As teenagers, we considered ourselves immortal. This idea carried over into our 20s, and we imagine it will linger the first few years of our 30s. We have genuinely lived as if nothing bad could ever happen to us, because our lives were too great, too important to be interrupted. Though this devil-may-care attitude has been responsible for some of the greatest memories of our lives, it's easy to forget that we are not immune to danger, that we have reached an age where we must learn to take care of ourselves and be mindful of the future of our health. Case in point? Felicity Palma is a 29-year-old woman living with breast cancer.

As a gut reaction, youre pr
obably thinking that Palma is way too young for cancer. After all, havent we assumed that the big C is something that could happen, but only later in life, after we have kids, or become aunts, possibly grandmothers? Certainly not to young, talented photographers living in Brooklyn at the prime of their lives. But sure enough, this unlikelihood is exactly what Palma faced. The problem with being so young and uninsured, is that it takes quite a bit of effort to get any attention. My doctor at the breast center felt the lump, shrugged, and said it was probably a cyst. Even after multiple inconclusive (and mind you, expensive-as-hell) tests, my doctor was still convinced that because I was young, that it just could not possibly have been something to worry about. Though the process was more drawn out than Palma would have hoped, she is still grateful she pushed her doctor for testing until they had answers.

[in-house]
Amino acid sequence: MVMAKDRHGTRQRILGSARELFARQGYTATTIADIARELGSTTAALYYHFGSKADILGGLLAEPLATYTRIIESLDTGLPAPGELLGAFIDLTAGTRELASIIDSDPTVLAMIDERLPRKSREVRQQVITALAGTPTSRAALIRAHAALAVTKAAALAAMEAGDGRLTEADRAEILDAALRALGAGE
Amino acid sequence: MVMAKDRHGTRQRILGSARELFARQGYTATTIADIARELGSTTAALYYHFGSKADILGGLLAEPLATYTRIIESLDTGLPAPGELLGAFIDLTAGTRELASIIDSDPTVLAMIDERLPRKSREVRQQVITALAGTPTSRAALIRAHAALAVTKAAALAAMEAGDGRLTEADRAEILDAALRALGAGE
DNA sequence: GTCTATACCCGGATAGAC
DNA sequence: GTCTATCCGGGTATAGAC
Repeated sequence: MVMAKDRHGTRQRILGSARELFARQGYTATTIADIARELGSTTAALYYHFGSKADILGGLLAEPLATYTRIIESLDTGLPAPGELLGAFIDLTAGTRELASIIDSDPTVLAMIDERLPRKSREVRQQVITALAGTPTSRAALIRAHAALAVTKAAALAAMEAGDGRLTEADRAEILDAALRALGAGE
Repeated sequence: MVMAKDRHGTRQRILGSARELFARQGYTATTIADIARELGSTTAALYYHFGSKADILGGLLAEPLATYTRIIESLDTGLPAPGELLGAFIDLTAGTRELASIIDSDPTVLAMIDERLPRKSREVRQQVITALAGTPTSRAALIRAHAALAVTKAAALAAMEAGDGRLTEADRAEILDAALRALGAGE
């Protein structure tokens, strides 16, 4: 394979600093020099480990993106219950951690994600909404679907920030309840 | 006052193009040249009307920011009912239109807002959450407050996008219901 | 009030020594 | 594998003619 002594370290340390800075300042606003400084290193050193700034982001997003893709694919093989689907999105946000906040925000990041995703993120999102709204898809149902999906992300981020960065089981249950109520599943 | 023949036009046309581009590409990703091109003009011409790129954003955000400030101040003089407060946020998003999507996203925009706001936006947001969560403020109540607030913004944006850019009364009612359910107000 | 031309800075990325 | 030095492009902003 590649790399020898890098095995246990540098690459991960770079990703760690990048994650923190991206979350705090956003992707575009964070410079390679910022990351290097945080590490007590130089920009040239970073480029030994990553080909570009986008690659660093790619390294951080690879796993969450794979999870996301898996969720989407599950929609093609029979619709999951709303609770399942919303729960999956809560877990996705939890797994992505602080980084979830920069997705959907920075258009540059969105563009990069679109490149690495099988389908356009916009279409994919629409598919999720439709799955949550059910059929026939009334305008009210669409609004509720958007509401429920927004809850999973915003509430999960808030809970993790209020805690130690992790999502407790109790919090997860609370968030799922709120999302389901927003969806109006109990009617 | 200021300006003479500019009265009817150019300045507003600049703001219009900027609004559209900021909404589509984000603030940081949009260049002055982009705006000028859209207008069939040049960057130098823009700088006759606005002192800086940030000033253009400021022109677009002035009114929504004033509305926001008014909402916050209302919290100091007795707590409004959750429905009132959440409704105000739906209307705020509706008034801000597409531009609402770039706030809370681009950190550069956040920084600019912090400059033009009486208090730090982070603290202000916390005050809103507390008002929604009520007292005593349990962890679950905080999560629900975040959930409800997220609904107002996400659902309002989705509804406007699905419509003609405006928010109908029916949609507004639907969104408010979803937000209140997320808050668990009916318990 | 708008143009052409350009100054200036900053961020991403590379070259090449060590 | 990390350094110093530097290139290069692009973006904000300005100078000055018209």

But she certainly wasn
t expecting the diagnosis she received. The doctor came in, sat down, took his glasses off, looked me in the eye, looked back down at his chart, and awkwardly said, So, it's cancer.  We imagine this sort of news isnt something you can really prepare for, and so Palma's reaction seems on point: I just sat there. Numb. Totally unable to react. It took me a couple hours to really absorb it and start crying. In some ways it felt like reality was ripped away from me, and I no longer was a part of the present. All I could think was, What? How? Why? Is it my fault? What did I do wrong? Am I going to lose my breasts? Am I going to lose my hair? Am I going to die? And all the doctor could say was that he couldnt tell me much more, nor do anything else for me. I had to find a surgeon, and I had to somehow get health insurance. Without any health insurance and now facing the burden of an indefinite amount of treatments (and bills), Palma had no choice but to adopt a take-charge attitude against the cancer.